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Wrong Reagan Burkholder?

Reagan Burkholder

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I agree to the Terms of Service and Privacy Policy. I understand that I will receive a subscription to ZoomInfo Community Edition at no charge in exchange for downloading and installing the ZoomInfo Contact Contributor utility which, among other features, involves sharing my business contacts as well as headers and signature blocks from emails that I receive.

Background Information

Employment History

Principal

Summit Collaborative


Consultant

Summit Collaborative


Municipal Performance Consultant

Summit Collaborative


Consultant

New Jersey State League of Municipalities


Web References(8 Total References)


www.northjersey.com

Reagan Burkholder, a principal at Summit Collaborative Advisors LLC and the former administrator of the City of Summit in Union County, said that if Woodbridge had splintered into 10 different communities, the 2009 tax levy for the 10 towns could have been $81 million, instead of $60 million, and the per capita cost per resident would have been $828, instead of $613.
He compared the 2009 budgets and tax levies of Carlstadt, East Rutherford, Little Ferry, Lyndhurst, Moonachie, North Arlington, Rutherford, Wallington and Wood-Ridge to that of Woodridge Township. Burkholder said that the nine Bergen County towns would have had an aggregate budget of $158.5 million, with a $104.6 million levy, compared with Woodbridge Township's $110 million budget and $60 million tax levy in 2009. Reagan Burkholder, a principal at Summit Collaborative Advisors LLC and the former administrator of the City of Summit in Union County, said that if Woodbridge had splintered into 10 different communities, the 2009 tax levy for the 10 towns could have been $81 million, instead of $60 million, and the per capita cost per resident would have been $828, instead of $613. He compared the 2009 budgets and tax levies of Carlstadt, East Rutherford, Little Ferry, Lyndhurst, Moonachie, North Arlington, Rutherford, Wallington and Wood-Ridge to that of Woodridge Township. Burkholder said that the nine Bergen County towns would have had an aggregate budget of $158.5 million, with a $104.6 million levy, compared with Woodbridge Township's $110 million budget and $60 million tax levy in 2009.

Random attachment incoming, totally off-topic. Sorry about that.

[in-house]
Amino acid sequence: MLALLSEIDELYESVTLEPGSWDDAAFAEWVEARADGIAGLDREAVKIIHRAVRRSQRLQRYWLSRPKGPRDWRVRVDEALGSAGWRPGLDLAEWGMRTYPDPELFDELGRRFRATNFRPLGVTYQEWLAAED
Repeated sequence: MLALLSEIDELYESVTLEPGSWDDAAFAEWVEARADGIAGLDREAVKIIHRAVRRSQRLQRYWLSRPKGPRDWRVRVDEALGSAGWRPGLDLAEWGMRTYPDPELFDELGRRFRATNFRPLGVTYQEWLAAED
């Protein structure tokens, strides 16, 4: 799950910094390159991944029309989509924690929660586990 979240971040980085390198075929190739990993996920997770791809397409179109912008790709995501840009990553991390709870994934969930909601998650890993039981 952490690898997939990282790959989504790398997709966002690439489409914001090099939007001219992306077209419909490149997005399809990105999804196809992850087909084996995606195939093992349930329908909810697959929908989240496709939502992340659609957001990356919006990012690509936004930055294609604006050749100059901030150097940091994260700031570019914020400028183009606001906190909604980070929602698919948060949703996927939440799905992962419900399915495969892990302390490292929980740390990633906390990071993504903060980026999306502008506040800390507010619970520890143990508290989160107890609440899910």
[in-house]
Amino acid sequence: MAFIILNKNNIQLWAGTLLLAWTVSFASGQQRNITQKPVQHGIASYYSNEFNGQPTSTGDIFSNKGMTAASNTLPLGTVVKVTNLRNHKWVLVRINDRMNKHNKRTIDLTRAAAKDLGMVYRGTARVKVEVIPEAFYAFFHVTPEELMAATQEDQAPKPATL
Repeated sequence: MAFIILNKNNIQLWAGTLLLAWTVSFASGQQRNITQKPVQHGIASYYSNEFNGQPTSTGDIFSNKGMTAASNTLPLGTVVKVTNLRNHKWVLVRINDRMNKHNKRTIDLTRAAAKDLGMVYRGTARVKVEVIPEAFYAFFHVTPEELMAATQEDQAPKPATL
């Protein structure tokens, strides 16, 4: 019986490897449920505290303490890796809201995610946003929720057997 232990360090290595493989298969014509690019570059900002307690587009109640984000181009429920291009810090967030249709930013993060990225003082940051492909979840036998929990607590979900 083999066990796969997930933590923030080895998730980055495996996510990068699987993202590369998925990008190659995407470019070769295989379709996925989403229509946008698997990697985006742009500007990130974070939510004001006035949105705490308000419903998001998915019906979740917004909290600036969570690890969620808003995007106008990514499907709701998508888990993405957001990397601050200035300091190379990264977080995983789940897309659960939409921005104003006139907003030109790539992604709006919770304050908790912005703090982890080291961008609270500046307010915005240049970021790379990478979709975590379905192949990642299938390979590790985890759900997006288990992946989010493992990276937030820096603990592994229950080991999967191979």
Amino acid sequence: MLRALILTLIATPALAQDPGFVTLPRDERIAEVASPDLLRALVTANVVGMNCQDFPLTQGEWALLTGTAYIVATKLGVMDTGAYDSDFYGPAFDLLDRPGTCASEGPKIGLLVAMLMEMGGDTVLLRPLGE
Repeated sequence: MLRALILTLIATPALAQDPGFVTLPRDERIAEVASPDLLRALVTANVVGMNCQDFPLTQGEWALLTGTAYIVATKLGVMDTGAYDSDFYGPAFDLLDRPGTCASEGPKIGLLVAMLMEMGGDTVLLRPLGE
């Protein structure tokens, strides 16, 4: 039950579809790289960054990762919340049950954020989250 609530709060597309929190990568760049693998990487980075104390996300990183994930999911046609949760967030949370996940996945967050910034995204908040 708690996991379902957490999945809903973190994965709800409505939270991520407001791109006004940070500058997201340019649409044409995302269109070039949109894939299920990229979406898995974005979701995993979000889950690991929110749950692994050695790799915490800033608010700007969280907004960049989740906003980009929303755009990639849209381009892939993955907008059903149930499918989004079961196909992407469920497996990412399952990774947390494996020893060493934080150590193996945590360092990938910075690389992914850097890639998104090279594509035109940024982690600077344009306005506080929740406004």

www.njslom.org

Reagan Burkholder, Consultant, Summit Collaborative Advisors, LLCReagan Burkholder, Consultant, Summit Collaborative Advisors, LLC. He is a consultant to New Jersey municipalities.Previously, he served 32 years in local-government management, retiring as city administrator in Summit.He has spoken at many state and national conferences, and received management awards from the American Society for Public Administration and the NJ Municipal Management Association.He holds degrees from the University of Notre Dame and the University of Connecticut.


avenel.newjersey.localjobboard.com [cached]

Reagan Burkholder, a municipal performance consultant with Summit Collaborative, LLC, ...


www.bergenleadsbuzz.com [cached]

Panelists at the forum included Woodbridge Mayor John E. McCormac; Woodbridge Schools Superintendent Dr. John Crowe; Reagan Burkholder of Summit Collaborative Advisors, LLC; CTC-NJ Research Director Andrew Bruck, Esq.; and former Bergen County Executive/LEADS Seminar Director William "Pat" Schuber.